“Saturday Night Live” is coming off one of its buzziest seasons in recent years, thanks in part to Alec Baldwin stepping in to portray Donald Trump. But the transition wasn’t easy for Darrell Hammond, the NBC sketch show’s announcer who previously played Trump on the show.
Hammond told the Washington Post that he broke down in tears when “SNL” producer Steve Higgins told him during the summer of 2016 that Baldwin would be supplanting him. This followed Hammond having closely studied the now-president on the campaign trail with the expectation of donning the signature hairpiece and red tie in Season 42.
“I just started crying,” said Hammond, who stepped away as a regular “SNL” cast member in 2009. “In front of everyone. I couldn’t believe it. I was in shock, and I stayed in shock for a long time. Everything wiped out. The brand, me, what I do. Corporate appearances canceled. It was a hell of a shock, and all of it was apparent to me in one breath. ‘That ends me.'”
Hammond pointed out that doctors wrote several prescriptions to help him avoid drinking, as the performer had previously struggled with substance issues. He said that he wanted to avoid dwelling on losing the gig, but that it seemed impossible to escape.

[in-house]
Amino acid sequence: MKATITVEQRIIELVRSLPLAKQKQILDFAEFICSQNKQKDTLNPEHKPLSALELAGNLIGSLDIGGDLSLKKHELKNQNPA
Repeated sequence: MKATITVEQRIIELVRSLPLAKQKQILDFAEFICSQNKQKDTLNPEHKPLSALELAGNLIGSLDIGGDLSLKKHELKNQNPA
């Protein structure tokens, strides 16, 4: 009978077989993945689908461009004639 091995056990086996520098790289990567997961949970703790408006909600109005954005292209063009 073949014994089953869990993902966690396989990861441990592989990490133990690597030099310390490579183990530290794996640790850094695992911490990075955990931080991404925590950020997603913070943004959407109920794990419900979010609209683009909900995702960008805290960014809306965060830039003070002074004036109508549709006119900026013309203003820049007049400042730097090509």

“I couldn’t get on an elevator, couldn’t walk through a lobby, couldn’t turn on a television, couldn’t walk down Broadway, couldn’t go to my favorite diner, couldn’t go anywhere,” Hammond said. “People would literally pull up in their cars on the way to Lincoln Tunnel to say: ‘What the hell happened? What in the world? Are you OK?’ Like, ‘Why would you give that job up?'”
Hammond, who ended up moving to L.A. from New York for a fresh perspective (he records the show’s announcements remotely), explained that he was hurt that “SNL” creator Lorne Michaels had asked Higgins to deliver the news instead of doing so himself.
“I don’t want to sound like a large, squawking bird,” Hammond said, concerned about appearing overly sensitive.
For his part, Michaels told the Post that he wanted the show’s post-election Trump to have a different tone than Hammond’s, given that viewers impressions of the real estate mogul have changed.
“I needed another force, on an acting level, to have the power that Trump was embodying then,” Michaels said. “The Darrell Trump … it wasn’t the Trump that had gotten darker. It was the Trump from ‘The Apprentice.'”
“Saturday Night Live” Season 43 debuts Sept. 30 at 11:30/10:30c on NBC.